Teacher: “Okay, in case of a lockdown, see the supply closet in the back?”

(Everyone turns to the large room in the back.)

Teacher: “There is a door inside leading to a large room made completely out of cinder block. That is where we will go. Inside that room is a squirt bottle filled with pure sulfuric acid. So, if anyone tries to get us, they have to go through the four snakes in here and then a face full of sulfuric acid.”

(Everyone is silent at this point, some moving further from the snake habitats.)

Teacher: *smiles brightly* “Whoever is stupid enough to come in will be more worried about their face melting off or whether or not they’ll see again than us.”

(Then, he went back to the lesson like he hadn’t just told us we might see someone crushed by the constrictor in the corner or see someone’s face melt off.)

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Same Cast, Different Script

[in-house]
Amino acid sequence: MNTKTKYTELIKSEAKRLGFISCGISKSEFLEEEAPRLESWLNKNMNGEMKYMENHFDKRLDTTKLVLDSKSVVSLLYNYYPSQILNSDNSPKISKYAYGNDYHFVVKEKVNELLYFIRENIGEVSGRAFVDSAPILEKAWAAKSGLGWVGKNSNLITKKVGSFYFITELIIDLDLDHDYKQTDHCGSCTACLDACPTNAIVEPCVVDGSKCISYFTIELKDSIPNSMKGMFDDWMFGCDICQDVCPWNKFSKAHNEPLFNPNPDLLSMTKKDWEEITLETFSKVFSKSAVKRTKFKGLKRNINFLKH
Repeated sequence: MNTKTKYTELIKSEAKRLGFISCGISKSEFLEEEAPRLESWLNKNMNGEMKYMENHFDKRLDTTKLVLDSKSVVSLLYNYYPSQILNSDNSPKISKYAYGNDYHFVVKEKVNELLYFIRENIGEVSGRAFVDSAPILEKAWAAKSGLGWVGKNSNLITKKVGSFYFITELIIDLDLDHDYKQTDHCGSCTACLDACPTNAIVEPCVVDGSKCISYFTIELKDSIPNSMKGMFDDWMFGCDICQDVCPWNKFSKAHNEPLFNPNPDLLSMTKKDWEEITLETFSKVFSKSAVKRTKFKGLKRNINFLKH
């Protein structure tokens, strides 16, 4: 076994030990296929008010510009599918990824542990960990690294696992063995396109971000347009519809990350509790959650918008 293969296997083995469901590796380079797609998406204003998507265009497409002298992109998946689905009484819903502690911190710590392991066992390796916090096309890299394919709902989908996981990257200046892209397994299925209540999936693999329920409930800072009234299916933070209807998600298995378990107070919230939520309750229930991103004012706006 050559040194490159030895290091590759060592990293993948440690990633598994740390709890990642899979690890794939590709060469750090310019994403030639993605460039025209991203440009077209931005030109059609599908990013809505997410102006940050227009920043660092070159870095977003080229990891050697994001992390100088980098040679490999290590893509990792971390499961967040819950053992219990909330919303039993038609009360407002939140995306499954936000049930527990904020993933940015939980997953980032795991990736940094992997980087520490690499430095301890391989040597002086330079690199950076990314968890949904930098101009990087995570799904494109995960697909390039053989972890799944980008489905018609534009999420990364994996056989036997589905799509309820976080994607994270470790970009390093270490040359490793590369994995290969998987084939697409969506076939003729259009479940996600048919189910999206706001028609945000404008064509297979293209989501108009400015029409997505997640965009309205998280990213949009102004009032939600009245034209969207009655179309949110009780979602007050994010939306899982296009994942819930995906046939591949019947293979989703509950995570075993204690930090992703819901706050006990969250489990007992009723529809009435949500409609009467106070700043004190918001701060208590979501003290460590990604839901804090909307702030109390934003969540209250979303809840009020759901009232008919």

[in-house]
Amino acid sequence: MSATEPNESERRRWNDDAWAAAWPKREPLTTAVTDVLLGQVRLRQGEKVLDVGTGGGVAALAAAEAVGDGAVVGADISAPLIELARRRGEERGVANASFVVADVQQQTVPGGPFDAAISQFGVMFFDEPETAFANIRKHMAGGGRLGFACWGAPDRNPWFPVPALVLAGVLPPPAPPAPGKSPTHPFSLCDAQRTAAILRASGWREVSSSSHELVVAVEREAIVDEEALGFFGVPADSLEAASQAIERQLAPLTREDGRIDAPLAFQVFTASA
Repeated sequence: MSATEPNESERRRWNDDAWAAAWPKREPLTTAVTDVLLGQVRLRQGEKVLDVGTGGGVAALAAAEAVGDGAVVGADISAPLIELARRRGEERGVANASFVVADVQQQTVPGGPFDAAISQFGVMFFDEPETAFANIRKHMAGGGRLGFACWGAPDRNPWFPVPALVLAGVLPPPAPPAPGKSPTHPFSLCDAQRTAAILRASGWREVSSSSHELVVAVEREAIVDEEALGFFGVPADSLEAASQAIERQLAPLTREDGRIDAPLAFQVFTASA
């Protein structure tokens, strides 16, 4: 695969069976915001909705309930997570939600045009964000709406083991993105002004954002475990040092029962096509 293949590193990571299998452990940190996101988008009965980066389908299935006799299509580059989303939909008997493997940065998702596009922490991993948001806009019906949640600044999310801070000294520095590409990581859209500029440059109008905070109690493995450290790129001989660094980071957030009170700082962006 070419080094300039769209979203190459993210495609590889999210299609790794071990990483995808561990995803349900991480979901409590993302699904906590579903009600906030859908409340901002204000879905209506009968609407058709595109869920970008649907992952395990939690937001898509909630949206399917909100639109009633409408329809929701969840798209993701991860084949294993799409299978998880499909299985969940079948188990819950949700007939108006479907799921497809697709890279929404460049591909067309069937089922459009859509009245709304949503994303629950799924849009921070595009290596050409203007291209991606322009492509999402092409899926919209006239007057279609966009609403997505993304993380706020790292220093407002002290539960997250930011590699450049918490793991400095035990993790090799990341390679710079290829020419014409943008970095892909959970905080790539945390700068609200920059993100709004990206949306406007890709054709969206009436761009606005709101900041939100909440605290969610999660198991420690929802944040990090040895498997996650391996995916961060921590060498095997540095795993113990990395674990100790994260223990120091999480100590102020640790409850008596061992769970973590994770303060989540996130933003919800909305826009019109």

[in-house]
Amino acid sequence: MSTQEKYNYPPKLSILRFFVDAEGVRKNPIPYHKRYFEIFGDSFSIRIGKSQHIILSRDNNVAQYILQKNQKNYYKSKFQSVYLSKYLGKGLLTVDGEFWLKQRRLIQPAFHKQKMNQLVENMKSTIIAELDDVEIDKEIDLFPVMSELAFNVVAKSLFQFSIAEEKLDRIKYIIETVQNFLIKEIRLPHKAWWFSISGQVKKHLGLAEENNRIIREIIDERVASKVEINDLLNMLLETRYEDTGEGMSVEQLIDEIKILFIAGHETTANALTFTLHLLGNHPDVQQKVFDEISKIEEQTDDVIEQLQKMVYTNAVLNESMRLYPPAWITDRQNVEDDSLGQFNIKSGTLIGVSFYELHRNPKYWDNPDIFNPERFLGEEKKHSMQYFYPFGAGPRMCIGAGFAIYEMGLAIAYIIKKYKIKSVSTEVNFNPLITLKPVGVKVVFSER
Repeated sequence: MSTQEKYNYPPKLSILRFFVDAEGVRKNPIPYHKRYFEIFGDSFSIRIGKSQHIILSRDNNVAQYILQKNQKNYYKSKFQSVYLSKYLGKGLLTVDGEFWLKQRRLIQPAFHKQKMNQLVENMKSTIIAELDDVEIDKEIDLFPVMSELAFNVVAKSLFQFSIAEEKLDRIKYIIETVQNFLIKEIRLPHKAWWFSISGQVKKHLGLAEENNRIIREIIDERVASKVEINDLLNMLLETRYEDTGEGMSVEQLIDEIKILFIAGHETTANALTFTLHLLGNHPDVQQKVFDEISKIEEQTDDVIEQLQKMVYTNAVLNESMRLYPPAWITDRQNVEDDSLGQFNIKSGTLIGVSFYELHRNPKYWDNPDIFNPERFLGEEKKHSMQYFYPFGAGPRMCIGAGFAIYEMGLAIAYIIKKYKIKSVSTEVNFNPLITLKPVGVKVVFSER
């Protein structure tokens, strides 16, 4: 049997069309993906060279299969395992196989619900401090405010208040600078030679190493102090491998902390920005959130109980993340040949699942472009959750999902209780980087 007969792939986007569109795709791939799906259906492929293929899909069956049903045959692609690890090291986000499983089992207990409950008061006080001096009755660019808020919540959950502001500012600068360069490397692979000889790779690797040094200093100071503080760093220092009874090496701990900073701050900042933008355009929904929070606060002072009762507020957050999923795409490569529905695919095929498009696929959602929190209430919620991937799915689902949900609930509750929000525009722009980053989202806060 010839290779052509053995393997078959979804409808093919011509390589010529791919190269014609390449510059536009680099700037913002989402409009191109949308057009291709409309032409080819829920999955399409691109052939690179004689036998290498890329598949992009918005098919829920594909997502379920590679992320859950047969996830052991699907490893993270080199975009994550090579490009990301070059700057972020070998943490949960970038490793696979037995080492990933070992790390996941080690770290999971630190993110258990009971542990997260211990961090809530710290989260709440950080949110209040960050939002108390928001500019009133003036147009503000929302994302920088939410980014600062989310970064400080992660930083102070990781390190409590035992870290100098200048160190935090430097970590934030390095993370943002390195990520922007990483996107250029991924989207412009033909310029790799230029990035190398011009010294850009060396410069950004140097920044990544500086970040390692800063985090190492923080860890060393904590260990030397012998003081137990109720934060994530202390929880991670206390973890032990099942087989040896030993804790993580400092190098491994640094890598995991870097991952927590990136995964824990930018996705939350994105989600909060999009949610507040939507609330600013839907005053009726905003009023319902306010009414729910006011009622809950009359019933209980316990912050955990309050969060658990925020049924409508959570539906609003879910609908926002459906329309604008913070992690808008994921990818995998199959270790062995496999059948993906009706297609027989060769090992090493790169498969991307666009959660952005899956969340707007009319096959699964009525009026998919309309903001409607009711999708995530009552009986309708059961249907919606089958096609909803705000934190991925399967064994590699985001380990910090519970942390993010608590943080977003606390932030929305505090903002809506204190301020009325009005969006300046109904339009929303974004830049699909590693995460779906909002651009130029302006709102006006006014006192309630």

, , , , , , | Learning | September 15, 2019

(A few weeks before starting my third year of college, I have a major ankle surgery and I am naturally in a cast and on crutches when the school year begins. The dorm building I am living in has a schedule of fire drills for the year posted in the main entryway, so all residents know when the fire drills will happen. The day of the first fire drill arrives and it is pouring rain. In the morning, I talk to one of the Resident Advisors [RA #1] and show him the impossible-to-miss cast on my leg. He emails the university housing department for guidance, and the housing department replies that as long as I can get to the main entrance, I will be granted an exception from having to go outside. When the fire alarm goes off, I get to the main entrance, where [RA #2] is shouting at the top of his lungs.)